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BWW News: Theatre Visionary Zelda Fichandler Fondly Remembered by Friends and Family at Heartwarming Memorial Service

Friends, colleagues, and fans gathered this past week at Arena Stage to remember a theatre visionary in the house that bears her name. Zelda Fichandler wasn't only a theatre pioneer; she co-started a theatre revolution in this country. Arena Stage began in 1950 under Zelda and her husband Tom's leadership. It was the first theatre in the country to employ a resident company of actors. Her resident company included such legends as Robert Prosky, Frances Sternhagen, Ned Beatty, and many others including local favorite Barbara Rappaport. It effectively started the regional theatre movement; today there are regional theatres all over the country due largely in part to Zelda's theatrical vision.

The Great White Hope was the first production to come out of this movement. The play debuted at Arena Stage in 1968 and promptly went on to Broadway to win the Tony Award and the Pulitzer Prize. First one out of the box and Zelda had a bunch of awards already.

Former Arena Stage Artistic Director Doug Wager. Photo by Cameron Whitman.

Last week, at the celebration of her life, she was remembered as a passionate individual who was at it 24/7. Her employees would do pretty much anything she requested as Arena Stage's former Artistic Director Doug Wager recalled in a funny story abouta boat ride Zelda and a few others took. . The boat got stuck on something out in the water because there was too much weight. Zelda's sunhat blew off her head into the water. Without even saying anything, Zelda had a look on her face that Doug knew so well. He dove in to retrieve the hat. By doing this, it freed up the extra weight and the boat took off without him. Only for Zelda.

Laura Penn, the Executive Director of Stage Directors and Choreographers Society (SSDC), also offered a remembrance. SSDC offers a yearly award, in Zelda's name, to people committed to enriching the regional theatre scene. That's very fitting for a woman who did so much for that facet of theatre, wouldn't you say?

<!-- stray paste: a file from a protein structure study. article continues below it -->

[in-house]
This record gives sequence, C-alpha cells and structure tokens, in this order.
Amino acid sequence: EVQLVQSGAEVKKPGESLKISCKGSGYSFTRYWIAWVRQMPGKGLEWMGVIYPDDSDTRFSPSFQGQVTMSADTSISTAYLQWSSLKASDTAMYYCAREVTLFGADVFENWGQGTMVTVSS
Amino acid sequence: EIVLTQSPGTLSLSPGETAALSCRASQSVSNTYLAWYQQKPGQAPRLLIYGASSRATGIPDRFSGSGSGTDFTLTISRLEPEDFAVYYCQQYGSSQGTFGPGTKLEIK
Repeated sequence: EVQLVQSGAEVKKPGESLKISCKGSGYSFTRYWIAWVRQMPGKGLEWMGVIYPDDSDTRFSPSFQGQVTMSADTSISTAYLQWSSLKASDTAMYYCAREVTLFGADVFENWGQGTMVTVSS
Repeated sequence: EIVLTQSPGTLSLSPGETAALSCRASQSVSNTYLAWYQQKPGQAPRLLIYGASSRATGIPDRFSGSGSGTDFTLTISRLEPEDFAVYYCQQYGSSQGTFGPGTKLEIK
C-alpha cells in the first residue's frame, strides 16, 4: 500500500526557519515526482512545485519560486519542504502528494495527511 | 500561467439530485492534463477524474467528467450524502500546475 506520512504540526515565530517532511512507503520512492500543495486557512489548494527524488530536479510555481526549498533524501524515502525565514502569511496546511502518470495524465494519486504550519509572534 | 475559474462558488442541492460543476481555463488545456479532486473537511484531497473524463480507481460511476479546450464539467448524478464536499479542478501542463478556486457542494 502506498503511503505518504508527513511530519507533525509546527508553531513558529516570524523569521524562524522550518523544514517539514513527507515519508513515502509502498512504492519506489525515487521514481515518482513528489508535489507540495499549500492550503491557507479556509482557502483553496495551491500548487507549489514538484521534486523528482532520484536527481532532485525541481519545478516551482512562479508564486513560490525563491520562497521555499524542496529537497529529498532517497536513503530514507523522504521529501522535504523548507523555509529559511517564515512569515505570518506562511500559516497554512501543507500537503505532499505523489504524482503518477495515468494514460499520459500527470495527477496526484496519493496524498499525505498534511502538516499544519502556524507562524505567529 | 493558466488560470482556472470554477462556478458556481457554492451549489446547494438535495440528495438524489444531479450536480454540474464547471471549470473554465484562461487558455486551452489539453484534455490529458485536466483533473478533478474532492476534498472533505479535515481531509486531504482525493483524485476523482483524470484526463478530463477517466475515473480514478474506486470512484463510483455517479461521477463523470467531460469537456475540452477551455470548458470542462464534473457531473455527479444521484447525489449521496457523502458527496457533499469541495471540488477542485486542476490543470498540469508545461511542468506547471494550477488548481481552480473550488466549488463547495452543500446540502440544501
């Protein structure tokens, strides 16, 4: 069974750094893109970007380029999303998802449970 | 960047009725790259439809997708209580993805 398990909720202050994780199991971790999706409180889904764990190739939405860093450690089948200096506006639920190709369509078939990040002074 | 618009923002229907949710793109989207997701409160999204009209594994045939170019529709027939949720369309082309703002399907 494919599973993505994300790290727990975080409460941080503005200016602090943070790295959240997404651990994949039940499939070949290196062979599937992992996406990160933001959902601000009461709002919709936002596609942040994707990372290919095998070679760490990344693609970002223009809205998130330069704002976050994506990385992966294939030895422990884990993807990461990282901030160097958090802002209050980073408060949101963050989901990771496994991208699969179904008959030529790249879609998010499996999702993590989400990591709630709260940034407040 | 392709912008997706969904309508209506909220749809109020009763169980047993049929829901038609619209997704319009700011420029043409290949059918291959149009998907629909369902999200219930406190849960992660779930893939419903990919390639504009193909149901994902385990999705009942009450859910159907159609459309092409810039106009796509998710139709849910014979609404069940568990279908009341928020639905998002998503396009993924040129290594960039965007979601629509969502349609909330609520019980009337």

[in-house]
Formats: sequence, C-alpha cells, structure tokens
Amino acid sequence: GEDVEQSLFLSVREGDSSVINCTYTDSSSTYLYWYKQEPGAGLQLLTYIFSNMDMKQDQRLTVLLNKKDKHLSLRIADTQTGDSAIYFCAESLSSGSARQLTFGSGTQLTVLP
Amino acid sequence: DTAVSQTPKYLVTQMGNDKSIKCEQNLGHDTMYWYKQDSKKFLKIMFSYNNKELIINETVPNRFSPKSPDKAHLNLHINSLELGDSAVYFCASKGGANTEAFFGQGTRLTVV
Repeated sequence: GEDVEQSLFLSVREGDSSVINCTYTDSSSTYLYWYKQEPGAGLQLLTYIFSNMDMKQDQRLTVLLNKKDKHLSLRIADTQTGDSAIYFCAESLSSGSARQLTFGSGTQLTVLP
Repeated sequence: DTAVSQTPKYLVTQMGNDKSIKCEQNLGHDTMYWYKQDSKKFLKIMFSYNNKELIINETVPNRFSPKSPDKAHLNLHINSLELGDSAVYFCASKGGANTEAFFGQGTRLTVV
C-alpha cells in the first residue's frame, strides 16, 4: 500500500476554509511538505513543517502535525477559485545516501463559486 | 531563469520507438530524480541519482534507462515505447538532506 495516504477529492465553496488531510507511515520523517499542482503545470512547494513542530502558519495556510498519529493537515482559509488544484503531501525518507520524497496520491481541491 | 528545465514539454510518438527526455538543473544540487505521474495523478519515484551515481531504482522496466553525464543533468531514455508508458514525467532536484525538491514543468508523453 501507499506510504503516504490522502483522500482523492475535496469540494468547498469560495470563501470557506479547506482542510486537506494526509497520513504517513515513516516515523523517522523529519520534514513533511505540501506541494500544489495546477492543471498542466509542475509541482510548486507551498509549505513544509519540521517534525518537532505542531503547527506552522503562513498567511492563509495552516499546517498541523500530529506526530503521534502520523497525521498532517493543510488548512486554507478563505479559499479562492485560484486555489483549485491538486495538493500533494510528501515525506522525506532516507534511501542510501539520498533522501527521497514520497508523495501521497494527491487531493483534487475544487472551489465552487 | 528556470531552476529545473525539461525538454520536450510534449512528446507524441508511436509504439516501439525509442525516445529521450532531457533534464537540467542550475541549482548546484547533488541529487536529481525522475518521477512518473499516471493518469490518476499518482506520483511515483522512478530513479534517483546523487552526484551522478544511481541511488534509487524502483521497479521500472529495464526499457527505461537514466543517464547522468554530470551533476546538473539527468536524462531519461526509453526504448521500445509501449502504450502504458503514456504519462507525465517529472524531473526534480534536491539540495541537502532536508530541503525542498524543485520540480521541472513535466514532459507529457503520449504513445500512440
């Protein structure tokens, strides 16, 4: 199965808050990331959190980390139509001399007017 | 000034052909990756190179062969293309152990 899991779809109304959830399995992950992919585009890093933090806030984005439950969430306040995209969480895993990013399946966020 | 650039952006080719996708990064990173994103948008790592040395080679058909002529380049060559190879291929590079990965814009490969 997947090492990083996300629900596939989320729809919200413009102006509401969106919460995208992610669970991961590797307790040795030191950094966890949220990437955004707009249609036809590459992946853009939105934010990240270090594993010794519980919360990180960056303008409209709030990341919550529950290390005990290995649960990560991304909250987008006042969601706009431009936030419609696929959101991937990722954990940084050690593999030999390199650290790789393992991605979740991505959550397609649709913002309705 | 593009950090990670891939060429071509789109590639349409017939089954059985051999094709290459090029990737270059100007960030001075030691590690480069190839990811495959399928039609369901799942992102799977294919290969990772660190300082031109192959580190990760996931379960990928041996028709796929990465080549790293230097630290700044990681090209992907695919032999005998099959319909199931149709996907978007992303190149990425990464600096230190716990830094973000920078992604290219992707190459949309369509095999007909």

Arena Stage's Artistic Director Molly Smith. Photo by Cameron Whitman.

I cannot forget Molly Smith talking about how Zelda inspired her to start her own theatre in Alaska called Perseverance Theatre and the influence she had on her both as a person and as an Artistic Director.

The most touching remembrances, however, came from Zelda's grandchildren and son. The grandchildren remembered her as a doting grandmother who wanted to know everything about what was going on in their lives.

Members of the cast of Arena Stage's Carousel perform "Make Our Garden Grow." Photo by Cameron Whitman.

The memorial also featured a musical performance of "Make Our Garden Grow" from Candide. Performed by members of the upcoming Arena Stage production of Carousel, and guest artists such as Donna Migliaccio, Shayna Blass, and Stephen Schmidt, summed up what the afternoon was really about. Richard Wilbur's lyric is as follows:

"We'll build our house and chop our wood. And make our garden grow."

That captures everything Zelda Fichandler stood for. She had an idea of what theatre could and should be. For 40 years, she helmed Arena Stage and gave it international status. If you knew Zelda as a student, actor, writer, or subscriber, you knew how passionate she was about what she did. Those of us who are now benefiting from what Zelda did for the theatre starting in 1950 owe her the highest debt of gratitude.Her memorial service reflected the appreciation from all that worked with and knew her - a fitting tribute for a great lady of the theatre to be sure.

Zelda Fichlander

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